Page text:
Children squealed with delight as they ran under the fine spray of outdoor misters. Adults faked nonchalance as they wrangled for the best positioned picnic tables. Teenagers pushed up slipping over-sized sunglasses, pulled down their slim jeans, and cast furtive looks at their reflections in shaded boutique windows. Everyone gathered to hear the band play.
While the band checked sound and set up the donation box, the crowd settled down into various stages of dinner. Some ate leftovers from compact tupperware containers. Others were finishing up takeout dinners and gearing up for ice cream. Most stood in lines that curled like tendrils and waited patiently for this century’s answer to T.V. dinners: Pick Up Stix, Quiznos, Pizza Palace. The hamburger joint boasted the longest line.
One bacon cheeseburger special, one veggie burger special, and one kid’s grilled cheese special, please.
Minutes later, everyone is outside, seated and ready to eat food that makes one pause given the news of poor Tim Russert. But that thought is something to tuck under the carpet and hope denial inoculates against tragedy. For now, the focus is on long, crispy spears of fried zucchini dipped in ranch dressing. Is that dill? It must be. A faint taste of dill in the ranch must be what makes it taste so good. The baby inhales his half of the grilled cheese while his brother peers over the crowd in hopes of catching a glimpse of the band. They have real instruments. It will be loud, like The Wiggles. This is all very exciting.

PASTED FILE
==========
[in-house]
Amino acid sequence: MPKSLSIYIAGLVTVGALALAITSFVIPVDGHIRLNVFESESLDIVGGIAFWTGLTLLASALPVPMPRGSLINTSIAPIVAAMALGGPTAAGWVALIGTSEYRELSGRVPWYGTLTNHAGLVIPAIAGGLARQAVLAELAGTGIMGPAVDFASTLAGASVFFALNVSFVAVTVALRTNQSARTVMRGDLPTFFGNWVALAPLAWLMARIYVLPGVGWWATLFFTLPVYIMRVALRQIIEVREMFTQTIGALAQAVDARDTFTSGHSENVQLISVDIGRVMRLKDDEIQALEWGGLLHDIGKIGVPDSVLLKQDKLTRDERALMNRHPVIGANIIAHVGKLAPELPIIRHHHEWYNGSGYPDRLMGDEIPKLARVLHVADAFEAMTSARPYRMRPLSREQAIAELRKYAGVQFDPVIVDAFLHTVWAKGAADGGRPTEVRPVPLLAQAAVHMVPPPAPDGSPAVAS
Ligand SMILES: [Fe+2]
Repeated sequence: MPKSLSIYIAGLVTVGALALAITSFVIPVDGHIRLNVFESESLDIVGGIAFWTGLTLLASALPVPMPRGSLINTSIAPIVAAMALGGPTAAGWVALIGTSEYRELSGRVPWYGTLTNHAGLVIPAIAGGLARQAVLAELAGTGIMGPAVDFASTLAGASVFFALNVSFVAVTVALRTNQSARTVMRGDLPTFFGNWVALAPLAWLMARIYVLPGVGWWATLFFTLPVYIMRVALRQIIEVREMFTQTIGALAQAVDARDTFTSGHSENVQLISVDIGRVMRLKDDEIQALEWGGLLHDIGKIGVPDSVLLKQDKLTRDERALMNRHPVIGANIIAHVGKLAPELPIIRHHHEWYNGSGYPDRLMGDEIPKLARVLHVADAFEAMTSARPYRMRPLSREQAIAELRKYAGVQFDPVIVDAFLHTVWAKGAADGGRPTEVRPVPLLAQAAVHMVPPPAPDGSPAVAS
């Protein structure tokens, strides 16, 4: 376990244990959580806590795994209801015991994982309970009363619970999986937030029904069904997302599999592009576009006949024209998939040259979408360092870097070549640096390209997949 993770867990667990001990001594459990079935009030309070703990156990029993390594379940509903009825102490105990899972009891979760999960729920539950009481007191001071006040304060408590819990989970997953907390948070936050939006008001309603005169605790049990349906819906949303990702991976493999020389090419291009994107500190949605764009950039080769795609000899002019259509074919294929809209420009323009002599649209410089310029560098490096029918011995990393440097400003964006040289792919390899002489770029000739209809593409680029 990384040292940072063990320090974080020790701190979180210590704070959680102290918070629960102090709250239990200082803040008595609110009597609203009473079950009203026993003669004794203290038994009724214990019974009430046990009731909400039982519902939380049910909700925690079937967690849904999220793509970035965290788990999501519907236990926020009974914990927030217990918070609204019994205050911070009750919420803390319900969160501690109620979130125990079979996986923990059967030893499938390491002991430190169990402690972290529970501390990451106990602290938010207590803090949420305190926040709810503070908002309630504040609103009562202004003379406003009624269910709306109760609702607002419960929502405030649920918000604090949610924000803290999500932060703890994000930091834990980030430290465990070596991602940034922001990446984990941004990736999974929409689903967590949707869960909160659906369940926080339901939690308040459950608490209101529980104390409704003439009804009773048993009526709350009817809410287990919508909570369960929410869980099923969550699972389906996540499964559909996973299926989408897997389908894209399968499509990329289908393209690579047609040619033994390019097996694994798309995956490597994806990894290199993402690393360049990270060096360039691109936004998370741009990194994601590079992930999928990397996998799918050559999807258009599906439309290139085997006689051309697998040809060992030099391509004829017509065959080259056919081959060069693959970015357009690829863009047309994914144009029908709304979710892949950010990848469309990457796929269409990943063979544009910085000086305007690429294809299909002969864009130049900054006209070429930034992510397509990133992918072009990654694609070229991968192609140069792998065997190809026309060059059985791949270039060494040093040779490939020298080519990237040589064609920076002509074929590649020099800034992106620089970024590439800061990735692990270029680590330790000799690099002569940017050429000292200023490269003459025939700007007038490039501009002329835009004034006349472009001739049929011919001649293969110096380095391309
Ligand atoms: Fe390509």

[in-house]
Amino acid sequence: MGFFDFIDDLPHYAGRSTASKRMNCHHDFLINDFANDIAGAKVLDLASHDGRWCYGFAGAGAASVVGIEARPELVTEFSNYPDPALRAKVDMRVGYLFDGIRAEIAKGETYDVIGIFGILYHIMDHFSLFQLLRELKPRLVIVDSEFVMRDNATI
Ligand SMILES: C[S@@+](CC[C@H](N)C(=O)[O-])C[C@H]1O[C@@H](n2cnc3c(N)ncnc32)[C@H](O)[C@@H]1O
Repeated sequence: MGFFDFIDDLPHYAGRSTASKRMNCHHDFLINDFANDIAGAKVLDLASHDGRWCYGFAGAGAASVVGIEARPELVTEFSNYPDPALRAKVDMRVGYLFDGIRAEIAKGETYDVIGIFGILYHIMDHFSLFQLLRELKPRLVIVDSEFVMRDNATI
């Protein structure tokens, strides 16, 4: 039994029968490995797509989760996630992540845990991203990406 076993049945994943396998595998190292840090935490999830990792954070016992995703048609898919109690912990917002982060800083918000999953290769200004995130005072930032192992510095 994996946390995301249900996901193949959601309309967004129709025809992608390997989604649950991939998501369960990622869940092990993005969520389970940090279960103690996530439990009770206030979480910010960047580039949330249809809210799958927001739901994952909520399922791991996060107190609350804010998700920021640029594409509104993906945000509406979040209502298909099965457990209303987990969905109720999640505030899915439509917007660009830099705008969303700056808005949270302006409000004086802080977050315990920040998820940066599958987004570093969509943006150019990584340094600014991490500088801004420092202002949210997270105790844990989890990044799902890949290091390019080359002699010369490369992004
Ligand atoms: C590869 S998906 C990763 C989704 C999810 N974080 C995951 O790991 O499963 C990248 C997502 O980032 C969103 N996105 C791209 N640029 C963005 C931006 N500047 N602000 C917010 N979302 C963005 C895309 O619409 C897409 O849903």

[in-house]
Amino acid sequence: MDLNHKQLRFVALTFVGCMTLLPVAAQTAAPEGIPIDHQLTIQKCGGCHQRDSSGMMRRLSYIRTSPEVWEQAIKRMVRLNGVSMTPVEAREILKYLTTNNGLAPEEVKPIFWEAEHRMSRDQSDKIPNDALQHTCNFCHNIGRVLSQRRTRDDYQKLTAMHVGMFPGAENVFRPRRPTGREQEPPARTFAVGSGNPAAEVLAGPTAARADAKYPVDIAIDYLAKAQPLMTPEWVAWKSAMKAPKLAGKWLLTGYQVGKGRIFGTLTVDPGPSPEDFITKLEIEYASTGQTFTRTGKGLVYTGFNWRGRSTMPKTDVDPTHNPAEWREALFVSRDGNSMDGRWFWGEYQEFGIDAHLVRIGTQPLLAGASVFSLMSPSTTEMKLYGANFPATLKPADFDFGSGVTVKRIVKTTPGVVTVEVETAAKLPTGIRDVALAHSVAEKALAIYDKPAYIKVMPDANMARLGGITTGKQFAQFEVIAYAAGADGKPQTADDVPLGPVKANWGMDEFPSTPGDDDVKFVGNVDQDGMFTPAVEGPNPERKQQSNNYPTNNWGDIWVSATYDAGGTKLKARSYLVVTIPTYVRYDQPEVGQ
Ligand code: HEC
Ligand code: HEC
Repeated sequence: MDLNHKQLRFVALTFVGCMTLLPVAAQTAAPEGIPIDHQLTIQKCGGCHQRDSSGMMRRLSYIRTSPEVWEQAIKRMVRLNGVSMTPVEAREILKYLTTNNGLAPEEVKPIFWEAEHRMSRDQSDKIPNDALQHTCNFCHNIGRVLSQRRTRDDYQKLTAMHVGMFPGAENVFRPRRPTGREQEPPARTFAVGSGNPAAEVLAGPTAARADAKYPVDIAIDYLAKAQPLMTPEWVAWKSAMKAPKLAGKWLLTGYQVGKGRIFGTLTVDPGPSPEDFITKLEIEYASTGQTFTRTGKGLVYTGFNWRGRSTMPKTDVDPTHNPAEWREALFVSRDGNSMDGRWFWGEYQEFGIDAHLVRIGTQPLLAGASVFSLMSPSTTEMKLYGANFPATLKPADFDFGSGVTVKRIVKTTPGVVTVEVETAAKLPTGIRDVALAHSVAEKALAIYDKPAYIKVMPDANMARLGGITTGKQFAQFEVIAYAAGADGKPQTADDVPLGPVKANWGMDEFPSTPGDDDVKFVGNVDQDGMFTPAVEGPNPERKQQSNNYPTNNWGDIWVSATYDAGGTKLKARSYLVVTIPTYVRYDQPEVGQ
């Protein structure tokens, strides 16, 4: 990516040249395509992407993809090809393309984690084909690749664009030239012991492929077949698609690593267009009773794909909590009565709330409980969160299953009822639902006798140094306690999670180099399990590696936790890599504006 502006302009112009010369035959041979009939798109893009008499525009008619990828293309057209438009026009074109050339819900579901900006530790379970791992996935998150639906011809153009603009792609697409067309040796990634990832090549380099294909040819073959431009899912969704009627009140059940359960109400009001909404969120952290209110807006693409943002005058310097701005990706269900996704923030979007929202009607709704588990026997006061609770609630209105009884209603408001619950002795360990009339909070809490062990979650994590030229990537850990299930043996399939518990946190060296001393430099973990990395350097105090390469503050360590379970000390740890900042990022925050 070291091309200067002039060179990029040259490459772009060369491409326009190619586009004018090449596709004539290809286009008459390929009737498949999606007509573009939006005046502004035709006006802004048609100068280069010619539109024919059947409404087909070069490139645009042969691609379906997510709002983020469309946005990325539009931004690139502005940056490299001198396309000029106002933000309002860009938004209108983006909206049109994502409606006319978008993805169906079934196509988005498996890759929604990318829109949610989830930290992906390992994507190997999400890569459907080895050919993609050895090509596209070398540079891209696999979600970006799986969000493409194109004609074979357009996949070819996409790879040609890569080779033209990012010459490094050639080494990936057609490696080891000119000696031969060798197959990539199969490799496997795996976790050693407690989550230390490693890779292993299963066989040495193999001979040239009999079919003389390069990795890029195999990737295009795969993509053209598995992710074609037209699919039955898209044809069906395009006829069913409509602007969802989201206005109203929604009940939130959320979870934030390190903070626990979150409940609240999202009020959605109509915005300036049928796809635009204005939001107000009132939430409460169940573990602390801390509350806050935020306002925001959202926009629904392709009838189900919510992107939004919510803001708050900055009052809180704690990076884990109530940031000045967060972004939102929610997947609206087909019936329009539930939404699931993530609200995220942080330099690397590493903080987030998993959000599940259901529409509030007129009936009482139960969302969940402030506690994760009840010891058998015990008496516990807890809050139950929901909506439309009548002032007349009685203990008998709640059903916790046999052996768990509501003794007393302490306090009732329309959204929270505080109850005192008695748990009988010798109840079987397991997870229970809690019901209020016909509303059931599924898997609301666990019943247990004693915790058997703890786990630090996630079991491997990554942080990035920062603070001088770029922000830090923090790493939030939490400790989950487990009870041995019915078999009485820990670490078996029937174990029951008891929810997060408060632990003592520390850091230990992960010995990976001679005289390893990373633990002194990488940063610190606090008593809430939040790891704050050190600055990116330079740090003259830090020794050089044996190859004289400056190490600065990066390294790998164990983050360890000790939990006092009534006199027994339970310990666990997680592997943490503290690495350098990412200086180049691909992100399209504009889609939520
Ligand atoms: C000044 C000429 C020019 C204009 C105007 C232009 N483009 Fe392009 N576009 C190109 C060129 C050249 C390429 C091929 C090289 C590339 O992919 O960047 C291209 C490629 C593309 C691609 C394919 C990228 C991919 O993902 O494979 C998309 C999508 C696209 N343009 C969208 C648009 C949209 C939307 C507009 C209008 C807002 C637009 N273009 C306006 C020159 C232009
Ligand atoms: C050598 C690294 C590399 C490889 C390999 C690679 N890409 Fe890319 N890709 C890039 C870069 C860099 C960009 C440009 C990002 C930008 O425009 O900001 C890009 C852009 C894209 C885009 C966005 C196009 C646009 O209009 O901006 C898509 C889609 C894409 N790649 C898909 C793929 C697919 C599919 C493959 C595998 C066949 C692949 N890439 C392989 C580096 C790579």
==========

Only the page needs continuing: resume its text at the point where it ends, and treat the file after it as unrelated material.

Who’s playing? No one knows, no one cares. The line-up is always available online, but it is doubtful any of the people gathered took the time to look before showing up. The weather is perfect, the mood is light, and it’s Friday. For many of them, no work tomorrow.
The first few notes from a zampoņa, or panpipe, swirl up into the air and jump on a passing breeze. Peruvian music. Really? A few weeks ago it was Rockabilly. But no one cares. If they did, they would have checked the line-up. Peruvian music it is.
By now the grilled cheese sandwiches are nothing more than a congealed memory. It’s time to dance, and if not dance, it’s time to run around like a headless chicken in a roped off parking lot and call it dancing. One song. Then two. Three. Four. One “dances” while the other toddles around the crowd in search of standing water and sharp objects.
Six songs and intermission. It’s time to go home, amidst the pleas for one last song, one more “dance,” and the need to satisfy a sudden, ravenous hunger. It’s time to go home.
It will all be there again next week. The people, the music, the family. Dill scented ranch dressing, crispy fried zucchini spears and the strains of a schizophrenic play list.